Prince George’s County school system officials said an audit found no improprieties related to the short tenure of Colby White, the former chief financial officer for the school district who resigned in September after he was fined for personal insurance fraud.

Vittorio Weeks, director of the school system’s Department of Finance and Treasury Operations, said the audit determined that the system’s finances were not compromised by White, who served as chief financial officer for about three months, or his wife, Keisha, who worked in the school system as an internal auditor.

The audit doesn’t mention the former chief financial officer or his wife by name. The Whites did not respond to a request for comment.

The district opted to have ­ClintonLarsonAllen, its external auditor, expand a general audit of the system, which the auditors were in the process of conducting when White resigned. Instead of specifically auditing White’s tenure, Weeks said, the auditors included fraud testing as part of their investigation.

Weeks said the auditors looked into whether there were any connections between the Whites and any vendors. They also made certain that there were no fraudulent checks going to the Whites’ home address, he said.

“That testing determined that there was no issue,” he said. “They saw that there was not a need to do a separate inquiry.”

In light of the Whites’ relationship and their roles in the school system, ClintonLarsonAllen recommended that the school district consider adding an annual certification process for each internal auditor that addresses conflicts of interest and relationship disclosures and provides examples that could impair objectivity.

“An internal audit department that reports directly to the Board of Education or a designated committee of the Board is an industry best practice and assists the internal audit department to remain independent of management and objective in performing their work,” auditors wrote. “However, this can become compromised when individuals working within the internal audit department have immediate family members in management positions.”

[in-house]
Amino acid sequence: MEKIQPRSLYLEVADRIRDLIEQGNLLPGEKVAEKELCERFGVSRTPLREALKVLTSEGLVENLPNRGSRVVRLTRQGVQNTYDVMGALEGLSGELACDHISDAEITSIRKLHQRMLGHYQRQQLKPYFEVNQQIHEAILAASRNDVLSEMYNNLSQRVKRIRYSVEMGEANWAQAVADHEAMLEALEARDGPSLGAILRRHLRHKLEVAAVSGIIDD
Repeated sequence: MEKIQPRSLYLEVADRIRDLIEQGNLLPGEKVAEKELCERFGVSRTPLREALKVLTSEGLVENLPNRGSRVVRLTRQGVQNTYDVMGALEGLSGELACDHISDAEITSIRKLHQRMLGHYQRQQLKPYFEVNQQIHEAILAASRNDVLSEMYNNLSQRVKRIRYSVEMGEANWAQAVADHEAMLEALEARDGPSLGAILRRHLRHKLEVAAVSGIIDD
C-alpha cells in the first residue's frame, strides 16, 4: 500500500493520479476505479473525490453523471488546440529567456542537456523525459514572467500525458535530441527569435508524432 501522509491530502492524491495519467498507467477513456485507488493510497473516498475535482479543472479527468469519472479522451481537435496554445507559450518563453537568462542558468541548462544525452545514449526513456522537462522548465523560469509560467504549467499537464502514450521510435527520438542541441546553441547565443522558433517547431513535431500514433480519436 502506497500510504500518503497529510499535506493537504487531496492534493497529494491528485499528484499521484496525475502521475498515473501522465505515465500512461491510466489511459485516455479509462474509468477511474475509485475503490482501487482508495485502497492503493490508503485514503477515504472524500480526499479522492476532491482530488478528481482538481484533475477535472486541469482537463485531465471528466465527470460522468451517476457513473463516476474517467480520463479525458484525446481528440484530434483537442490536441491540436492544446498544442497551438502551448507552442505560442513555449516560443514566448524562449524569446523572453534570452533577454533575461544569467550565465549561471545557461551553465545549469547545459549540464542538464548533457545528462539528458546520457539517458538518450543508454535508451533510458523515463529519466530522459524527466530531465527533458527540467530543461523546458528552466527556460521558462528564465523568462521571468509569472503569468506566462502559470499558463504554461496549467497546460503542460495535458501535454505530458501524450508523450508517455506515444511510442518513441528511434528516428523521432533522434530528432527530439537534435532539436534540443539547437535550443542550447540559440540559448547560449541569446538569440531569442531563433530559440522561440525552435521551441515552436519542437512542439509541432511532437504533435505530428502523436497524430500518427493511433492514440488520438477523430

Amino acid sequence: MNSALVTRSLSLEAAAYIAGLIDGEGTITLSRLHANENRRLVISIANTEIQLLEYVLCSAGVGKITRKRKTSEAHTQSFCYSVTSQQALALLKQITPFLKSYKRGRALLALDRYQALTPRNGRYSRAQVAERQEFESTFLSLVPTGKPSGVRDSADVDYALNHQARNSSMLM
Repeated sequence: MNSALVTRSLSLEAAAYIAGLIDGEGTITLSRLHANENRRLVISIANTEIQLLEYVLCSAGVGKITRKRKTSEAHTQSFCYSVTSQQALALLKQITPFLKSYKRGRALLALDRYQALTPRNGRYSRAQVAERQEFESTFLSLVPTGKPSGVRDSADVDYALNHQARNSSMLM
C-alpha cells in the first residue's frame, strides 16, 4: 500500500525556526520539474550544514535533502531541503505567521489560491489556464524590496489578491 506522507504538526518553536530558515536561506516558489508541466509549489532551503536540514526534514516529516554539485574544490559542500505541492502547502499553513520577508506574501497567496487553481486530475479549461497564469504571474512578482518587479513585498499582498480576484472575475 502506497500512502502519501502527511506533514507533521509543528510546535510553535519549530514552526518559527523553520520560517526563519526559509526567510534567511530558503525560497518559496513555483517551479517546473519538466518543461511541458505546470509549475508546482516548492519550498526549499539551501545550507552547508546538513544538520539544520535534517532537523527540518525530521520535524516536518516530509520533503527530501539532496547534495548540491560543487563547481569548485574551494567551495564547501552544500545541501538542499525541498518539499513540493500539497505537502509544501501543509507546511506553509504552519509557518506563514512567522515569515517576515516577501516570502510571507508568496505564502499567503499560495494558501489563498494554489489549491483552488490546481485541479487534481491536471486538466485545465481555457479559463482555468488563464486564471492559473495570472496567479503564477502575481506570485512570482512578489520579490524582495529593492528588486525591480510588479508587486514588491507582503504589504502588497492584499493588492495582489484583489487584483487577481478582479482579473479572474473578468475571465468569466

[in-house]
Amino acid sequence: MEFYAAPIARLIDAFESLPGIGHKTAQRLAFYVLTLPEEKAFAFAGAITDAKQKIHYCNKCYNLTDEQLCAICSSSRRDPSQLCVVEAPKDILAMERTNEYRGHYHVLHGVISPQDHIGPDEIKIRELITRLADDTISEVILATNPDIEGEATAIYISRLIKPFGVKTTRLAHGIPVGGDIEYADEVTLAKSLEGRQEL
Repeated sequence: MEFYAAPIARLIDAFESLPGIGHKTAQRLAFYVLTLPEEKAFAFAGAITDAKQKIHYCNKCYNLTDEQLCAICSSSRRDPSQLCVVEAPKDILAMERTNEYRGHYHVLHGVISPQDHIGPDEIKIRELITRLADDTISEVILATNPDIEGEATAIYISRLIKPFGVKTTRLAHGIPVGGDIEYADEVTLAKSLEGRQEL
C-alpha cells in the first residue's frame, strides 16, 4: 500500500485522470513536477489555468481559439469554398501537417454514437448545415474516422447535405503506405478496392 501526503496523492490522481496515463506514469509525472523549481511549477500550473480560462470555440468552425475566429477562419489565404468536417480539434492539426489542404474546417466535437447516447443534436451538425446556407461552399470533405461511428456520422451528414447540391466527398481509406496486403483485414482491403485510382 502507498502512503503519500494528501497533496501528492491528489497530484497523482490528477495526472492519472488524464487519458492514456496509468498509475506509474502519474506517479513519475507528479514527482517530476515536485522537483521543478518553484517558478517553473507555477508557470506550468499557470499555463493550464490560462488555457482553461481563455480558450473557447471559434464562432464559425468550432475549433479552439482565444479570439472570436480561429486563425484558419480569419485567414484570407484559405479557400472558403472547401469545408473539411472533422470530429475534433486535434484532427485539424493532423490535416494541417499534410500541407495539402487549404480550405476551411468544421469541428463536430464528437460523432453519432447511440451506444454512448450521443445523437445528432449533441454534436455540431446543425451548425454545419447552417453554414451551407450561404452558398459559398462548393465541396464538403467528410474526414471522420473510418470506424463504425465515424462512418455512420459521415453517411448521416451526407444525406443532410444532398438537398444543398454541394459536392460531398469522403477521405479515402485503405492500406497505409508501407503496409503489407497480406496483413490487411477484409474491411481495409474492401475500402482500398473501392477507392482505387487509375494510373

As chief financial officer, White was responsible for preparing the school district’s $1.8 billion budget and led a staff of 175 employees. His office included payroll, purchasing and workers’ compensation offices.

“At the time the chief financial officer was appointed to the position, the School System did not consider the impact, if any, on the internal audit department or audits in process,” the auditors wrote in a letter with the audit. “The spouse was not assigned to any projects that directly investigated the chief financial officer or central accounting office. How­ever, an annual certification disclosing relationships . . . would increase the awareness of objectivity.”

White quit his job after school system officials learned that he and his wife were fined by the state for insurance fraud related to a $16,313 wedding ring. Keisha White also resigned.

At the time, Max Pugh, a spokesman for the school district, said officials were trying to decide the scope of the inquiry.

The school system initially placed the Whites on administrative leave with pay and announced that it would conduct an internal investigation. Days after the discovery, the Whites resigned and schools chief Kevin Maxwell said external auditors would handle a review of the system’s finances to ensure that the school district was not compromised.